What are the 5 Most Frequent OSHA Violations?

The Occupational Safety and Health Administration (OSHA) was established in 1970 to ensure workers receive safe working conditions. They ensure that employers in the United States comply with federal laws and regulations regarding safety and health. OSHA performed over 20,000 safety and health inspections each year. When a business fails to comply with standards, OSHA issues citations and fines to the business. Some violations are more common than others. Keep reading to learn more about the 5 most frequent OSHA violations.

  1. Fall Protection

Lack of fall protection in the construction industry was the most frequent OSHA violation in 2021. This OSHA violation has been the number one violation for the past decade. In 2021, OSHA issued 5,271 citations to framing contractors, flooring contractors, masonry firms, and housing construction contractors for failure to comply with the fall protection standards.

OSHA requires employers to determine if walking and working surfaces on which their employees do their work have the strength, durability, and structural integrity to do so. Additionally, OSHA requires employers to install a guardrail system, safety net system, or personal fall arrest system for any working height above four feet. A lack of safety protection and guardrails contributes to dangerous falls, the number one cause of death in construction.

  1. Respiratory Protection

Through the COVID-19 pandemic, the number of citations for failing to implement respiratory protection and provide the proper PPE increased significantly. The primary offenders for this violation are auto body refinishing companies, painting contractors, and masonry contractors. Respiratory problems can occur when workers breathe in air contaminants like dust, gas, fumes, or vapors. The primary objective of this standard is to prevent atmospheric contamination by toxic substances through engineering control measures, local and general ventilation, and substitution when possible. 

  1. Ladders

Ladder violations in construction result from a variety of factors such as lack of training, improper ladder selection, ladder overloading, or lack of proper setup. According to the CDC, 57% of ladder deaths occur in the construction industry. All self-supporting, portable ladders should be able to carry at least four times the maximum intended load. OSHA requires all working ladders to be able to carry significantly more than their maximum intended weight. Ladder rungs and steps should be parallel, level, and uniform when the ladder is in position for use. Additionally, OSHA requires that the bottom and top of the ladder be secure and level when in use.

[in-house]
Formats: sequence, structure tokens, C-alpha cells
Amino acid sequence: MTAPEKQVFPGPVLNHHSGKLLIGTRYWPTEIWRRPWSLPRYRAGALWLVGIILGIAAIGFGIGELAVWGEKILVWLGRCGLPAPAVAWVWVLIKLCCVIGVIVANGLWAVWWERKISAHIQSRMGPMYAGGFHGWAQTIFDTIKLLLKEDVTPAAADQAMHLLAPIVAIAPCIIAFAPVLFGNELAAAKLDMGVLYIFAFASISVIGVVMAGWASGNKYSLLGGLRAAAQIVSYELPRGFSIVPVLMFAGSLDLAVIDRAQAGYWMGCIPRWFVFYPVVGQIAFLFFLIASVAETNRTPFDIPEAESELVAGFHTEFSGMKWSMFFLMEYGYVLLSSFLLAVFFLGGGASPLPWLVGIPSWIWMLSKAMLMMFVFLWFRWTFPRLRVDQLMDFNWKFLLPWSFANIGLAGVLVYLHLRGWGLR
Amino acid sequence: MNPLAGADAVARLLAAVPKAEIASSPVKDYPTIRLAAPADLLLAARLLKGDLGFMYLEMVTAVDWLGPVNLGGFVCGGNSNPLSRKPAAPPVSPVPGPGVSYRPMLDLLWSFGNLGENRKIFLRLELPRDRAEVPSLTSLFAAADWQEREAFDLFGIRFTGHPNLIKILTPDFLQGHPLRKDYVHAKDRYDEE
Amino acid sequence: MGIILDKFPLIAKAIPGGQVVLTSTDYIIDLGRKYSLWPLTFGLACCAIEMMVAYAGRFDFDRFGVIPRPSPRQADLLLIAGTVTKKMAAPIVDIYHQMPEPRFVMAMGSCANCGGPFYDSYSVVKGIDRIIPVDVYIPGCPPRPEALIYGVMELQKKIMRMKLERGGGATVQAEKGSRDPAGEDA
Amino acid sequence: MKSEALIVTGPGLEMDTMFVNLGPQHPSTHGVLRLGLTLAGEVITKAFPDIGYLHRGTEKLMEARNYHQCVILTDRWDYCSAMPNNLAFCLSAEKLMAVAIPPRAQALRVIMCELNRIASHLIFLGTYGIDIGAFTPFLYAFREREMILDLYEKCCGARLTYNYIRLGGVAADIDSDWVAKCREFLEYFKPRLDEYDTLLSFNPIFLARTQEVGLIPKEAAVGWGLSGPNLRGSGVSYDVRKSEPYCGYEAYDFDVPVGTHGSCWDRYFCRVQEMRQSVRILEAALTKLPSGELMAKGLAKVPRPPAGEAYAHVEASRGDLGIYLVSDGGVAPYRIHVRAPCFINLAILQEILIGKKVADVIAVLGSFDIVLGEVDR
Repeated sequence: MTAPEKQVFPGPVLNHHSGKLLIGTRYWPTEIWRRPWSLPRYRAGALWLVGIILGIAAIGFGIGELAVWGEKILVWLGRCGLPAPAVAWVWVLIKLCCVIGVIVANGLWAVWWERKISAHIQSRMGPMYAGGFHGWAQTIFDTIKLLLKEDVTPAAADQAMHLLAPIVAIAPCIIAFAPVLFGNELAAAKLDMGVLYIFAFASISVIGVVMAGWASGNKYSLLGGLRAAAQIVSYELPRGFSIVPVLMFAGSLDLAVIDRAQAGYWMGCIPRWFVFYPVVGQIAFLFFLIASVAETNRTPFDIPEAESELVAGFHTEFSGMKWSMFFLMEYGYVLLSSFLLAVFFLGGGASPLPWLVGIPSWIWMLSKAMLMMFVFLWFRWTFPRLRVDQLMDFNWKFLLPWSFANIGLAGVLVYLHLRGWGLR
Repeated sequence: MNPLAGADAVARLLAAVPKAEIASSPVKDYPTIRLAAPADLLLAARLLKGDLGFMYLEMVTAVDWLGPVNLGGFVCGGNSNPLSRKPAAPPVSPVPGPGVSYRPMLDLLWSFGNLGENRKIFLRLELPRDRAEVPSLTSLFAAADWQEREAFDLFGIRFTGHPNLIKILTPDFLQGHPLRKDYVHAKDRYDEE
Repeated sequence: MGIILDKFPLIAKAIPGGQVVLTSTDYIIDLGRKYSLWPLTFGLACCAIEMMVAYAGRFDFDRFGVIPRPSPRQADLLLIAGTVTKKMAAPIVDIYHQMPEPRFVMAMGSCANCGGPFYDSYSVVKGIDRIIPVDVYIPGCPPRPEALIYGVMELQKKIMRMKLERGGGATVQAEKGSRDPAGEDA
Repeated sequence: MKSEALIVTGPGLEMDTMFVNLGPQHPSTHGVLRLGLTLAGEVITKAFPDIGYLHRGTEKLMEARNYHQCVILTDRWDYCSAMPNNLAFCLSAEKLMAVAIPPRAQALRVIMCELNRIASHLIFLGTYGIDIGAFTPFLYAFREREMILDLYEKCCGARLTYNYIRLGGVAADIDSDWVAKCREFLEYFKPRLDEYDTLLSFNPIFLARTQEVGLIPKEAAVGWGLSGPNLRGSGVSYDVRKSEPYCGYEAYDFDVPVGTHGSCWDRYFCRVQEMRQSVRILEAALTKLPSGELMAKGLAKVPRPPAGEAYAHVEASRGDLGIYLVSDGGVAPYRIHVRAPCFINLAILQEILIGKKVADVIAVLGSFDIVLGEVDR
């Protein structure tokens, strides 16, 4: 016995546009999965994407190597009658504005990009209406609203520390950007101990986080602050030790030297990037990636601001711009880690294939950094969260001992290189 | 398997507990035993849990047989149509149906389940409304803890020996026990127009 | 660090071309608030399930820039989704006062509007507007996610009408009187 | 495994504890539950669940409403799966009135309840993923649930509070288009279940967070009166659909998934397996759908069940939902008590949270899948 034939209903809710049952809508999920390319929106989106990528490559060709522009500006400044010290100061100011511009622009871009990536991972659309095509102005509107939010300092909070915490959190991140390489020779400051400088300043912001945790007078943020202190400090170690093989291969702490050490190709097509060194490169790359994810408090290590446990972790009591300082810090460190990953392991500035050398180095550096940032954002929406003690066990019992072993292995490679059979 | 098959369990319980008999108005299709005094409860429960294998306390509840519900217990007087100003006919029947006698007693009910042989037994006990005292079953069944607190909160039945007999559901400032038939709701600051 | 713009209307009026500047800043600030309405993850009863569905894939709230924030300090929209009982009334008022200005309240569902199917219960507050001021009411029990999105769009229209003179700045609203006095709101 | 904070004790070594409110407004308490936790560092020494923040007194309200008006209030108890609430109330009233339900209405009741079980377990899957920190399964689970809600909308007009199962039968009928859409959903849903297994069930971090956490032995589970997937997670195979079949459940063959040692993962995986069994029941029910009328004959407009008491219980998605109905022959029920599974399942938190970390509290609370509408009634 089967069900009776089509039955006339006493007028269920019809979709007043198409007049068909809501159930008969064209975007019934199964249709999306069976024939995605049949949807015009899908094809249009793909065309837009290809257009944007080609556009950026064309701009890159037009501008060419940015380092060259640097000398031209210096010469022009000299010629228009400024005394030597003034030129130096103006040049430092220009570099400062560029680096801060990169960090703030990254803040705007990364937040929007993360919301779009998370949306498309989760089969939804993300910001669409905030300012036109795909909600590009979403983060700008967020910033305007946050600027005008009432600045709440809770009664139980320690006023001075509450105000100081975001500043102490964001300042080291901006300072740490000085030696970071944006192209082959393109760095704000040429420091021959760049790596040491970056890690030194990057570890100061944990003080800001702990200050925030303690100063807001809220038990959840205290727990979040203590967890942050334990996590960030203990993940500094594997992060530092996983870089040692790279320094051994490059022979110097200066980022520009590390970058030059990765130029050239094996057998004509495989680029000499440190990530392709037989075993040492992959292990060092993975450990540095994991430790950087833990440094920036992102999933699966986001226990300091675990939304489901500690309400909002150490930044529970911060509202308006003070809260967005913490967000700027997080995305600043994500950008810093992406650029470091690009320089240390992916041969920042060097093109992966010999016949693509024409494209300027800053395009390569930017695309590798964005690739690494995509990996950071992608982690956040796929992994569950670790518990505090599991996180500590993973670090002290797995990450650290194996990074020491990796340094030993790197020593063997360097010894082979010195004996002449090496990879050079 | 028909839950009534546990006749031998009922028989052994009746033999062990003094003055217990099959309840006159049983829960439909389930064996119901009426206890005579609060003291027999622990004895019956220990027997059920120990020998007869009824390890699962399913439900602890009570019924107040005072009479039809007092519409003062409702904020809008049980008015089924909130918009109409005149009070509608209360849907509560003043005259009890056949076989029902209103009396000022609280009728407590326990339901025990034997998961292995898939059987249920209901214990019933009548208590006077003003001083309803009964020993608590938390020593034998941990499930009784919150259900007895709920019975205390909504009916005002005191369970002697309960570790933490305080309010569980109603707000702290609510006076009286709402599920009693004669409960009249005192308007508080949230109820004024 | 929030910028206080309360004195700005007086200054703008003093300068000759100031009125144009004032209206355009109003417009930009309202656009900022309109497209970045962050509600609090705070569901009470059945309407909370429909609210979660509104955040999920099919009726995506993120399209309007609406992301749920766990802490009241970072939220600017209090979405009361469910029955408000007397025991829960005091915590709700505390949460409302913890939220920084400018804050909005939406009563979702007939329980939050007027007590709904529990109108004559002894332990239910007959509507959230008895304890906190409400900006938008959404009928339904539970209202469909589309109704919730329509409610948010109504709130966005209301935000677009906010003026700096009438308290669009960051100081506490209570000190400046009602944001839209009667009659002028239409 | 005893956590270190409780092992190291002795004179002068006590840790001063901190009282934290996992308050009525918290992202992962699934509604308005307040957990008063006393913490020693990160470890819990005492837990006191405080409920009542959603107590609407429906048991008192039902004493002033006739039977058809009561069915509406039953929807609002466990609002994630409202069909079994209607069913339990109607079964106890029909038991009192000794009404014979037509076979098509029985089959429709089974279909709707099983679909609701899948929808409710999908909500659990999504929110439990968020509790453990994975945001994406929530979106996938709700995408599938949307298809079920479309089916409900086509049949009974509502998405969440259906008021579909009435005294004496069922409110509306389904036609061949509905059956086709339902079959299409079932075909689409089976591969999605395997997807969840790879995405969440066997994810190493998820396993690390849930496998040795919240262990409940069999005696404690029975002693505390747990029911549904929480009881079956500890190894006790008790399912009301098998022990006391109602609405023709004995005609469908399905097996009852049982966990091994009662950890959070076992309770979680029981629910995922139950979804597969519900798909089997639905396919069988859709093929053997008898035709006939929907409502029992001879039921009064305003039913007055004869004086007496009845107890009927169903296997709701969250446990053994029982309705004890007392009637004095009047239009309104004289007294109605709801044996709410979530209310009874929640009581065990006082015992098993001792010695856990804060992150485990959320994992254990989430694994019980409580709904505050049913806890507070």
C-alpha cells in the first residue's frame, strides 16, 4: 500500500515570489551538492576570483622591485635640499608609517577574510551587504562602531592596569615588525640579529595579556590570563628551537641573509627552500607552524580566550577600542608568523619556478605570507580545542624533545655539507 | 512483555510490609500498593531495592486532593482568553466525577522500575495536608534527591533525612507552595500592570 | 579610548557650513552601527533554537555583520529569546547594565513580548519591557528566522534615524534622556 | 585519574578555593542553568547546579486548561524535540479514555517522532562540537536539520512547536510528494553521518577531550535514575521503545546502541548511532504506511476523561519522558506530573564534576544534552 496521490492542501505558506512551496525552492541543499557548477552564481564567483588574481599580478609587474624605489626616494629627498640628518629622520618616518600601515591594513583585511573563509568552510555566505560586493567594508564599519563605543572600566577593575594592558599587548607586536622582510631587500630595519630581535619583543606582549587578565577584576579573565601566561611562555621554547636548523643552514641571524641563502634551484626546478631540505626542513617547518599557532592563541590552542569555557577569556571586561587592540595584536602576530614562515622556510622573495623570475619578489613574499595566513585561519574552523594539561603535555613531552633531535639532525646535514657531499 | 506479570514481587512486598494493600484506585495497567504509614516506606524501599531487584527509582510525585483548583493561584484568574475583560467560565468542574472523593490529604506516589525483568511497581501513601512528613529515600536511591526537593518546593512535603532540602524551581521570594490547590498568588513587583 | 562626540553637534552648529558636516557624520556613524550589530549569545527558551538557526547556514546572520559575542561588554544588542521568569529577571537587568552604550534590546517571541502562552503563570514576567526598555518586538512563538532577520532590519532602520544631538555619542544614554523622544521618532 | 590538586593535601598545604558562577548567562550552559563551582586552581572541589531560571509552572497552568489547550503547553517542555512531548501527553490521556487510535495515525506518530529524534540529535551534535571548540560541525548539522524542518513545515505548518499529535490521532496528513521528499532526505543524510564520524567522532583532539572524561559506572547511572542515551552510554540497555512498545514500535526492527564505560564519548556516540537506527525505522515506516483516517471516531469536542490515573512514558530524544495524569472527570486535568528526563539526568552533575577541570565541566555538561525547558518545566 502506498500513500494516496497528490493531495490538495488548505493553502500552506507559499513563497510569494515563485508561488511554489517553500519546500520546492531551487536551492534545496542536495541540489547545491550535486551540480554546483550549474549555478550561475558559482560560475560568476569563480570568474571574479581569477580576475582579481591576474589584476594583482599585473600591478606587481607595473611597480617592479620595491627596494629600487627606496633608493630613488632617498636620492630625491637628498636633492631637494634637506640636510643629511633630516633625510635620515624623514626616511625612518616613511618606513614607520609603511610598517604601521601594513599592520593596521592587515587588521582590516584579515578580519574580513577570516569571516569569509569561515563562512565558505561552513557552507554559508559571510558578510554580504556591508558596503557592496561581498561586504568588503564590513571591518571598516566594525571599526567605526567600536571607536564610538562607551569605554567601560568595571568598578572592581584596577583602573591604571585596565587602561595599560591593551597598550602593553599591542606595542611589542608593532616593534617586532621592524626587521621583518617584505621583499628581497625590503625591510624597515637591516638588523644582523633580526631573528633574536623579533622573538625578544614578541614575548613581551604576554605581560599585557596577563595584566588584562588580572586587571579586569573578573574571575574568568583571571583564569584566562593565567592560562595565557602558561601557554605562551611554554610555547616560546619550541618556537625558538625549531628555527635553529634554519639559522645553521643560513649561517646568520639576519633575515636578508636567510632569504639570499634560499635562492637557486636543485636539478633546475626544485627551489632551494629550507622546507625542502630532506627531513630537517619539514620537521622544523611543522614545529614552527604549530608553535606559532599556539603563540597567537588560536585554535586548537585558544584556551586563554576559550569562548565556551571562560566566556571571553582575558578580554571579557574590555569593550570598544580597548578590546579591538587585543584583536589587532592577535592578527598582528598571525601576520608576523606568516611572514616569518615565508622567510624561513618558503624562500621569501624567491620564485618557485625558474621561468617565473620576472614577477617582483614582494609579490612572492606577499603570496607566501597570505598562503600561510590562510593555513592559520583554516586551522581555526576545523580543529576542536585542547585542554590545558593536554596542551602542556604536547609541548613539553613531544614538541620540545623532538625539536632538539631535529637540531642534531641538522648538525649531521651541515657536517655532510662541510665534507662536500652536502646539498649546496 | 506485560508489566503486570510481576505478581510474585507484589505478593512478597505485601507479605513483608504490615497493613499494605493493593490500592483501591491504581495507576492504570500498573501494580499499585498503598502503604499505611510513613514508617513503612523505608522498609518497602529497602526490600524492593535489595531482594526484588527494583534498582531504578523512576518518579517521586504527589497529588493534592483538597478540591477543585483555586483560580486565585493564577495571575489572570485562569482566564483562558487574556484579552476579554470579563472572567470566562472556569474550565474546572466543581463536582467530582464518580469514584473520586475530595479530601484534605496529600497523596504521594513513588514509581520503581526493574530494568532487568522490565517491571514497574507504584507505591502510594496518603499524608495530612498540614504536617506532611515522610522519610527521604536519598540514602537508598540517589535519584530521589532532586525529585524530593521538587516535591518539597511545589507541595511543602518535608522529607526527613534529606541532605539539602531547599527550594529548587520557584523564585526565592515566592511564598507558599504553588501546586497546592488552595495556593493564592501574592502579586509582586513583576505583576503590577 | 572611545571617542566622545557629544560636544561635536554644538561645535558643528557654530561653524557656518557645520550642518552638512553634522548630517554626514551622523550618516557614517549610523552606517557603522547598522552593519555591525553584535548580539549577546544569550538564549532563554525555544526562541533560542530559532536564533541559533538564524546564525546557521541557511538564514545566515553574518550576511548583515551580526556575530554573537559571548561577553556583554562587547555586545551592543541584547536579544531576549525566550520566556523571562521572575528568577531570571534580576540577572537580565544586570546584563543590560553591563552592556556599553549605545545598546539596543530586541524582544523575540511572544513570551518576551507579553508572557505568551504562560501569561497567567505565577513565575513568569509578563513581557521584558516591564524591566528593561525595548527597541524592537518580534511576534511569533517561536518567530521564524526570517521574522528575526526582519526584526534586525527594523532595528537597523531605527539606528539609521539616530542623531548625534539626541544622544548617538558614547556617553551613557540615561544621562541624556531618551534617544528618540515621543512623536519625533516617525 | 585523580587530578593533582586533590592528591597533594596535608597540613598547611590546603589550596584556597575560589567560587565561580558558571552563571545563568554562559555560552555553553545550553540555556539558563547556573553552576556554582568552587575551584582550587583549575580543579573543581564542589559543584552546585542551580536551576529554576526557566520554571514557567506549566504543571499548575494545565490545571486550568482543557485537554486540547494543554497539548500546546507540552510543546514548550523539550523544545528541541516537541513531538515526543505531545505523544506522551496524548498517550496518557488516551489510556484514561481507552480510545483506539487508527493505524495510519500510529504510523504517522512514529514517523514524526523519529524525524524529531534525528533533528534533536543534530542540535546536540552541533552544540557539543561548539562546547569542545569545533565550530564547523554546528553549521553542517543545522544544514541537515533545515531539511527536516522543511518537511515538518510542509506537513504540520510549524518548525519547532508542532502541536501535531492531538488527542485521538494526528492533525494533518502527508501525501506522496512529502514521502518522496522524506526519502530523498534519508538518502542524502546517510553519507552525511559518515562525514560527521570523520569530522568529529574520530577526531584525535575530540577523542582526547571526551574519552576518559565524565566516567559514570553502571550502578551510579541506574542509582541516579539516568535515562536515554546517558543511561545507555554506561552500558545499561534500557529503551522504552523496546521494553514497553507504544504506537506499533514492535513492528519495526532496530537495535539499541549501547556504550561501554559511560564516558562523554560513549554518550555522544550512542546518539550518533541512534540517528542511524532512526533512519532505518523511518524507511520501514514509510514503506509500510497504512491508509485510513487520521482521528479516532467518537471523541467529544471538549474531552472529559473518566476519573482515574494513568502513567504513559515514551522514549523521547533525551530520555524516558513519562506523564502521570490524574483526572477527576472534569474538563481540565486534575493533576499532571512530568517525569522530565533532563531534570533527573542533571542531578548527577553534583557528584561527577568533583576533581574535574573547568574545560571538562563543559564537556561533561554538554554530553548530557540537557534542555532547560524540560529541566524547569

1. Hazard Communication

OSHA requires employers to report the hazards of toxic or dangerous substances to their employees through a variety of channels. Hazard communication is a frequent OSHA violation among auto repair facilities and painting contractors. Employers must communicate the dangers of any hazardous chemicals through employee training. To avoid injuries related to miscommunication, all chemicals must be clearly labeled and accompanied by instructions on how to respond in the event of misuse. 

  1. Scaffolding

When construction employers fail to use correct procedures for installing and using scaffolding on a worksite, they violate OSHA regulations. These mistakes endanger the employees working on and under the scaffolding and could lead to both falling injuries and struck-by-falling object injuries. Scaffolding is a common part of construction work which makes it all the more important to comply with OSHA standards. Counterweights should be used to balance adjustable suspension scaffolds. Similarly to ladders, the scaffolding needs to be able to hold at least four times the maximum intended load.

How to Prevent Frequent OSHA Violations

In most cases, OSHA violations and workplace injuries are avoidable. Safety training and creating a culture of safety are key to improving your workplace safety. Frequently discuss safety protocols with employees and check in to see if there are any developing hazards at the worksite. Additionally, be sure to have your company’s hazard communication plan readily available, as this is one of the first documents OSHA inspectors want to see. Complying with OSHA standards may seem difficult, complex, and time-consuming. Talking to an occupational health professional, like Work Health Solutions, can help you improve the safety of your workplace!

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